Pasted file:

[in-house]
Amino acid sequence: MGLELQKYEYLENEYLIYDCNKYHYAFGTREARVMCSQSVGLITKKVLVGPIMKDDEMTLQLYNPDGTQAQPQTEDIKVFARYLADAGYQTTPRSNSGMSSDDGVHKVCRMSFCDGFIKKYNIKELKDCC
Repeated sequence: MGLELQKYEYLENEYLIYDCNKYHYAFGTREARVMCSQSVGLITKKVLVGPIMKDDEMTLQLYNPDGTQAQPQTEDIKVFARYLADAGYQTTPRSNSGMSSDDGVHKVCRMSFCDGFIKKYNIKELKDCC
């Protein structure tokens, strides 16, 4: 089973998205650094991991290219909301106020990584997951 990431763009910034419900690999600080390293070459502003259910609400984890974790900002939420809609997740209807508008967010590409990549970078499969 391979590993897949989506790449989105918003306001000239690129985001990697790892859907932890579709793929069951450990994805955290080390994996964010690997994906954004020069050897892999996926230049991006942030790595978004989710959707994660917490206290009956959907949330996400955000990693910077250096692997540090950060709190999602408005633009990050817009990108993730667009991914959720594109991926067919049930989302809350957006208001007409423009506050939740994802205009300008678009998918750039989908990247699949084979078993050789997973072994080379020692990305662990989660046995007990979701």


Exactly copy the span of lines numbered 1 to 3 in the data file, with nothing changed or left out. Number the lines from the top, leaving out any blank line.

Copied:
[in-house]
Amino acid sequence: MGLELQKYEYLENEYLIYDCNKYHYAFGTREARVMCSQSVGLITKKVLVGPIMKDDEMTLQLYNPDGTQAQPQTEDIKVFARYLADAGYQTTPRSNSGMSSDDGVHKVCRMSFCDGFIKKYNIKELKDCC
Repeated sequence: MGLELQKYEYLENEYLIYDCNKYHYAFGTREARVMCSQSVGLITKKVLVGPIMKDDEMTLQLYNPDGTQAQPQTEDIKVFARYLADAGYQTTPRSNSGMSSDDGVHKVCRMSFCDGFIKKYNIKELKDCC